3. WHAT YOU’RE WEARING IS FILLED WITH LEAD | Okay a bit dramatic (blame the Persian in me). I should add a “probably” in there. In any regard, the facts still stand: the Center for Environmental Health declares that many popular house-hold fast-fashion brands such as Forever21 and Charlotte Russe continue to produce products in mass that fail to meet their safety standards for lead p.p.m. (which is already generously high). This is particularly important for women who are planning on giving birth, as lead likes to store itself in our bones and, during pregnancy, come out to play with our fetus, which could be potentially harmful. Lead concentration also seems to be higher in bright, shiny products. (Sort of explains Dory’s forgetfulness in Finding Nemo, doesn’t it?) 

4. HUMANS (& THE ENVIRONMENT) WERE HARMED IN THE MAKING | There are still millions of slaves working behind the scenes throughout the world—in fact, according to Slaveryfootprint.org, today we have more slaves than we’ve ever had at any other point in time in history! So that’s, like insane. We can thank the fashion industry for playing its part in keeping slavery alive and well. And to be frank, we can thank ourselves too. We are so disconnected with the production process, it’s hard to fathom that hundreds of humans are behind every piece of clothing that we see. Most of which are living in unbearable living conditions—and many others are living but not alive. But we need to continually strive to remind ourselves and our friends and family of this. Boycotting brands and limiting our consumption is incredibly important. Now more than ever.

5. CLOTHES DON’T DISAPPEAR WHEN YOU THROW THEM OUT | Okay you probably knew this one. But the way that we act makes it seem like we forget that clothes, when out of sight, aren’t out of existence. According to The Atlantic, on average, Americans throw away 10.5 million tons of clothing every. single year.  Can’t we just think about this for a minute? That is a ton. No, actually 10.5 million tons, to be precise. And guess what? Thanks to our current uber-capitalist society, we have become addicted to consuming and therefore this number is only rising. Clothes don’t disappear. Remember that next time you go shopping.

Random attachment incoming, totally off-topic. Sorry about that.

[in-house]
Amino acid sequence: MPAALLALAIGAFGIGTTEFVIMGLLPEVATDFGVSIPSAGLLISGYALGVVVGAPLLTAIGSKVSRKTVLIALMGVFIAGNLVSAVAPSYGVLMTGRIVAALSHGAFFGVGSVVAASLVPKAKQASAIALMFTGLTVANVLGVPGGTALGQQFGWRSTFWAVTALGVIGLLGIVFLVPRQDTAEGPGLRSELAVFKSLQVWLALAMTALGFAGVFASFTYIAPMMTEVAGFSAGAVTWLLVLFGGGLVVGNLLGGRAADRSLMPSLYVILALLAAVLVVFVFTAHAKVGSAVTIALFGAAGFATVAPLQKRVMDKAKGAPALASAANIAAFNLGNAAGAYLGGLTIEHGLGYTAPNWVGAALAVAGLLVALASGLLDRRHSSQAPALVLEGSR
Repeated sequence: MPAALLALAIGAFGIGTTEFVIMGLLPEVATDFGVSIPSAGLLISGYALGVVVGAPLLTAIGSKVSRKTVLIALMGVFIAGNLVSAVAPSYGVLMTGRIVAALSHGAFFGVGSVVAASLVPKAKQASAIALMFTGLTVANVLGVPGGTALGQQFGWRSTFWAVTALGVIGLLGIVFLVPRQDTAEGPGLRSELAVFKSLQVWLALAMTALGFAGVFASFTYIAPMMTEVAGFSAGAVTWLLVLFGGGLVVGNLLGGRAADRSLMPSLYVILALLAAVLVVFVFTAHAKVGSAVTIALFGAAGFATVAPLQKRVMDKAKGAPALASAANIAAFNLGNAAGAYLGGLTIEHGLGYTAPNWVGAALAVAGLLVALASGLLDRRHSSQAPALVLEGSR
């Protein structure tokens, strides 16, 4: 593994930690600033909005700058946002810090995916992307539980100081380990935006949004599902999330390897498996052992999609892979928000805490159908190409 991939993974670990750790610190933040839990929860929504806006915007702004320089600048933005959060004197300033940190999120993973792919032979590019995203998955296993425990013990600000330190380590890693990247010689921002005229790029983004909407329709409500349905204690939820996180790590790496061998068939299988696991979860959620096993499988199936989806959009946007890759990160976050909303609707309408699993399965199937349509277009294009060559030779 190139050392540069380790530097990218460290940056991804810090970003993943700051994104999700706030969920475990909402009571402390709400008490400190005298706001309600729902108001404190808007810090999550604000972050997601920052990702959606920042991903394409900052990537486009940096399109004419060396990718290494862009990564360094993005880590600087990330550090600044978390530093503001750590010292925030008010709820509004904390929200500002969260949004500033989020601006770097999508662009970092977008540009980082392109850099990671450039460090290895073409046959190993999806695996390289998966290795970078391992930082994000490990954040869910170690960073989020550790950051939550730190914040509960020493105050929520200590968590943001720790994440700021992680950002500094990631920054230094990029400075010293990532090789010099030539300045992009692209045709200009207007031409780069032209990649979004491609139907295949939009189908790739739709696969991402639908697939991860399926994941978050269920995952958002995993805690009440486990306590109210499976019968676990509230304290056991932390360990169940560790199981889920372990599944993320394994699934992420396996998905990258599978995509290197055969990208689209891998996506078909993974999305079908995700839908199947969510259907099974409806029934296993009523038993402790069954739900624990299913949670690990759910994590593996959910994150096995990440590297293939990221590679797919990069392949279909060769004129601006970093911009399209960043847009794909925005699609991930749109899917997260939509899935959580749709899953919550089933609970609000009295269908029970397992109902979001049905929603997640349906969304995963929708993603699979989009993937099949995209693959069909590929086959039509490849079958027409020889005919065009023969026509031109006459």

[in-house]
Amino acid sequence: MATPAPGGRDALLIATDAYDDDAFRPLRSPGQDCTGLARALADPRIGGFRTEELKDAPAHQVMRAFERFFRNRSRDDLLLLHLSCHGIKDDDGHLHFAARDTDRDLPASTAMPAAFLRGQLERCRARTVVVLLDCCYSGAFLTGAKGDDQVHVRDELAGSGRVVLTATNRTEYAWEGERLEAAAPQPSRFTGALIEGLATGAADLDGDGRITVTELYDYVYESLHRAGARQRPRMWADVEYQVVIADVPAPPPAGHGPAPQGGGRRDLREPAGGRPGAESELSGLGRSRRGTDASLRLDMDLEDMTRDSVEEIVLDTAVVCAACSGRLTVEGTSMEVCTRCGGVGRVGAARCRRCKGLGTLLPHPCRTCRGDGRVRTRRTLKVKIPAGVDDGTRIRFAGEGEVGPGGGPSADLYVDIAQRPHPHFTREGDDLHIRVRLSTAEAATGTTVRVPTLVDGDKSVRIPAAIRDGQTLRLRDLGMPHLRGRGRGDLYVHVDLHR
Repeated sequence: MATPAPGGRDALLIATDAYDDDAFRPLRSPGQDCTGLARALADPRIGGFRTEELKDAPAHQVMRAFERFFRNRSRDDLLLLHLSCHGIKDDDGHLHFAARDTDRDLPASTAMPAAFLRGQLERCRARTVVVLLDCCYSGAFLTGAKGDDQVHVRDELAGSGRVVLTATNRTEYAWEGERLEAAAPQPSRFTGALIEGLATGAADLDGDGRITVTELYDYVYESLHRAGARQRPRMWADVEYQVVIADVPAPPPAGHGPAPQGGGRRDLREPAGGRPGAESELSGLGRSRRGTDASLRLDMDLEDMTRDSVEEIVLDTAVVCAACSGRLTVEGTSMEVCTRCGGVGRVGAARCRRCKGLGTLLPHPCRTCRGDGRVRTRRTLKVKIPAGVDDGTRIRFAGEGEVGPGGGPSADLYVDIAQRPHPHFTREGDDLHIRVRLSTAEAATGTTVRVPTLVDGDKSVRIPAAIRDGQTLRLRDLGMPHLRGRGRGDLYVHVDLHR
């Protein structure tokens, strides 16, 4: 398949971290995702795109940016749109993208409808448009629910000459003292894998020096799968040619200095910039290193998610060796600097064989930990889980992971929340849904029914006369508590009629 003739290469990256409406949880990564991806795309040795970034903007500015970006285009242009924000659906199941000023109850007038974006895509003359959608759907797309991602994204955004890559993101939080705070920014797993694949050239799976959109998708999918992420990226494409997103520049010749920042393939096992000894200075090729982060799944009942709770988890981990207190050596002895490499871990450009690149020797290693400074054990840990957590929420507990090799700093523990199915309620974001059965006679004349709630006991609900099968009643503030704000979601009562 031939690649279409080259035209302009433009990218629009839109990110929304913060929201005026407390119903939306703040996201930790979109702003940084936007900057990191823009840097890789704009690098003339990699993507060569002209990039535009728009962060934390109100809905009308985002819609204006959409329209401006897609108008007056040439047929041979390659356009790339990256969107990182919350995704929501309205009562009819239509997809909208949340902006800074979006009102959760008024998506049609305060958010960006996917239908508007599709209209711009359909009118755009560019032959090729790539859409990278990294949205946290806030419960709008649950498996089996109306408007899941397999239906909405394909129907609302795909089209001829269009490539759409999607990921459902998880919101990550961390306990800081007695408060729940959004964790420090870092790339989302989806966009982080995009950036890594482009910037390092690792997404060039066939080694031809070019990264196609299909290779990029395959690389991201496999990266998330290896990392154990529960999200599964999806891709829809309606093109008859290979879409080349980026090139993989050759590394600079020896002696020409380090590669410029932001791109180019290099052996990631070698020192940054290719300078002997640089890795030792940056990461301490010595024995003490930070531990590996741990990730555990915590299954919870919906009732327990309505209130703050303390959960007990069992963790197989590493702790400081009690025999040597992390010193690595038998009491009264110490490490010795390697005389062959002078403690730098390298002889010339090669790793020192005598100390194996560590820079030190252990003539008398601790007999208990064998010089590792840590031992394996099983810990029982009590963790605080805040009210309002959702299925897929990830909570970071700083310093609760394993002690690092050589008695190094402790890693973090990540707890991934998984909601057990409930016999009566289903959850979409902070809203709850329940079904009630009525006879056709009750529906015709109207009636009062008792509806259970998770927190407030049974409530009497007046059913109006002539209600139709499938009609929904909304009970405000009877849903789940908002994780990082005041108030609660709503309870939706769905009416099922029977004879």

Frustrated? Do something about it. Boycott. Consume less. Educate yourself and others. Convert your closet to a minimal wardrobe. Limiting your spending in a capitalist society is a revolutionary act in itself. 

The fact that you’re reading this right now means that you at least sort of give a damn (or just like visiting my site and making me happy (thanks!)) in which case, change really starts with you. If you don’t take charge of your consumption then who will? Next time you are thinking about heading out for a shopping trip, keep these 5 things in mind~

<(') 

P.S. If you are missing the more regular posting and say down with Slow Blogging (too bad because I love it) you can join me in my research of the Iranian fashion scene on my Instagram! (@hodakatebi)

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original image via Simon Freund

WHAT DOES JIHAD REALLY MEAN?

One of the most-asked questions I’ve received since opening up the blog for questions: What is this thing—Jihad—that are causing Muslims around the world to be violent in the name of holy war?

Heh, okay, let’s break it down, shall we? It’s really quite simple, and probably not what you’ve heard on your television screens. 



Jihad means “struggle.” Nothing more, nothing less.